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Call for French ex-minister Fabius to face questions in Lafarge-IS probe

Lionel Bonaventure, AFP | Then President of the French Constitutional council Laurent Fabius speaks in Paris, May 10, 2017.

The anti-corruption NGO Sherpa called Friday for former French foreign minister Laurent Fabius to be questioned over payments made by cement maker Lafarge to the Islamic State group through a Syrian middleman.


"It is imperative to look into all those who might be responsible. The state should set an example, and if it is implicated in this affair then the justice system should hold it accountable,” Sherpa’s head of litigation, Marie-Laure Guislan, told France Info.

Sherpa is one of 12 civil plaintiffs in a case against Lafarge over payments it made to the Islamic State group and other armed militias to keep its factory in Jalabiya running between 2012 and 2014 when Syria’s civil war was at its highest point.

On Friday, Sherpa confirmed that it had asked investigators to question Fabius--whose term as foreign minister overlapped with Lafarge’s continued presence in Syria--and two former ambassadors to Syria, Eric Chevallier and Franck Gellet, over whether the French foreign ministry knew about the payments made by Lafarge and even coordinated with the multinational concerning its Syrian operations.

For two years after most French and international companies had left Syria, Lafarge kept open its cement plant in Jalabiya, 150 kilometres north of Aleppo. The IS group eventually attacked and took over the plant in September, 2014. Lafarge personnel, who accuse the company of not having had an evacuation plan in place, fled to safety just hours before the attack.

To ensure protection of its staff between 2013 and 2014, Lafarge Cement Syria (LCS) paid between $80,000 and $100,000 a month to various armed groups, including $20,000 to IS, according to a source close to the year-old investigation. Payments were also allegedly made to ensure the passage of cement and other goods through checkpoints.

A senior Lafarge official told investigators the company had the blessing of the government of Socialist then-president Hollande to stay on in the war-torn country.

According to Dorothée Kellou, the journalist who originally broke the story for FRANCE 24 and Le Monde, a high ranking diplomat in the French foreign ministry told her that the ministry knew about Lafarge’s payments but preferred to ignore the situation. Kellou later speculated that perhaps the foreign ministry was using Lafarge’s position in Syria as a way to gather information about what was happening in the country.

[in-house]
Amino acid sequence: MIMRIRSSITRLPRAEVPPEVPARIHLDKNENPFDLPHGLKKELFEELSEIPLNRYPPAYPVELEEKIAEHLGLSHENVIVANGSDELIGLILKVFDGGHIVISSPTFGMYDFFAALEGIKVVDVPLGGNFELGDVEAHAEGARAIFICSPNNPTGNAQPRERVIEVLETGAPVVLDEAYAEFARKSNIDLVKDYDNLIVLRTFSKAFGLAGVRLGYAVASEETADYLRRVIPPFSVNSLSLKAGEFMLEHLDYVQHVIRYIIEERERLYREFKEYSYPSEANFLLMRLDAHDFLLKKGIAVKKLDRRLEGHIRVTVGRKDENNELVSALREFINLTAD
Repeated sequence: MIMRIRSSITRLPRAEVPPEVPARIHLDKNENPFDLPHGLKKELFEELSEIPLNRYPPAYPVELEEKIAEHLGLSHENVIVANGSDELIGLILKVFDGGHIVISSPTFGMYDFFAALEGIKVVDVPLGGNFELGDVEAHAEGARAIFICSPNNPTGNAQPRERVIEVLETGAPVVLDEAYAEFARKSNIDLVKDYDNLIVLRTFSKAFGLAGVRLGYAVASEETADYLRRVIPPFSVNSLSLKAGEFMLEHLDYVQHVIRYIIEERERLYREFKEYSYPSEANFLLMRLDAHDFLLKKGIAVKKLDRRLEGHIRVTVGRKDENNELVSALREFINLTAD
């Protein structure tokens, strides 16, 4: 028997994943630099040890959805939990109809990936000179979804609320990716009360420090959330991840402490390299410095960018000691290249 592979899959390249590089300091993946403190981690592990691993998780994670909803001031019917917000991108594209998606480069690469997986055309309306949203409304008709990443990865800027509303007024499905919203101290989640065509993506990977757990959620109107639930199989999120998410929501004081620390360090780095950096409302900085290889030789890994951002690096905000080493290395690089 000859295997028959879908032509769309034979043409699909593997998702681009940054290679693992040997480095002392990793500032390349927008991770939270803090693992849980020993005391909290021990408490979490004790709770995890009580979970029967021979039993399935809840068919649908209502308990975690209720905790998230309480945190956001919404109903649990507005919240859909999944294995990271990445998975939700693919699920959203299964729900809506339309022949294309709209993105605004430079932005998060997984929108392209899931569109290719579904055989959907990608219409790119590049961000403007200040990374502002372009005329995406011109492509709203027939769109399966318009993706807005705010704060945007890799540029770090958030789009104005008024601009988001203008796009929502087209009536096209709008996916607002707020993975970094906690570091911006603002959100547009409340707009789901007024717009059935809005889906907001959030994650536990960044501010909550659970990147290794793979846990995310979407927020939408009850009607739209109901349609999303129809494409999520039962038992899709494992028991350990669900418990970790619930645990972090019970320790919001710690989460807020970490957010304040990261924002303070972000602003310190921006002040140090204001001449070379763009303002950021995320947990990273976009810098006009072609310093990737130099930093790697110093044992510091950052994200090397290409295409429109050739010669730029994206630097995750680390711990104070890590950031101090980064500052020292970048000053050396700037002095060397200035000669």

"The foreign ministry told us that we should hold on, that things would work out," former deputy COO Christian Herrault said. "We would see the French ambassador to Syria every six months and no one told us 'now you have to leave'."

That version of facts is contested by the French Foreign Ministry, which told France Info that it had “warned Lafarge about the risks of staying in Syria.”

Lafarge's bosses in Paris, including Mr. Herrault, former CEO Bruno Lafont, and the Lafarge group’s head of security, Jean-Claude Veillard, are suspected of having approved payments by LCS to jihadist groups through the use of false accounting documents.

According to reporting done by Le Monde, the funds went through Firas Tlass, a Syrian businessman and son of one of Bashar al-Assad’s former ministers.

The investigators have heard from four former Syrian employees, one of whom described the pressure local staff came under to remain on the job long after expatriate staff had fled, a source close to the probe told AFP.

A total of 11 Syrian employees have joined the case as plaintiffs.

Lafarge, which is now part of the Franco-Swiss group LafargeHolcim, has admitted to "unacceptable mistakes committed in Syria". In March, the company acknowledged that it had “transferred funds to third parties in order to make arrangements with a certain number of armed groups, including some under international sanctions.”

(FRANCE 24 with AFP)

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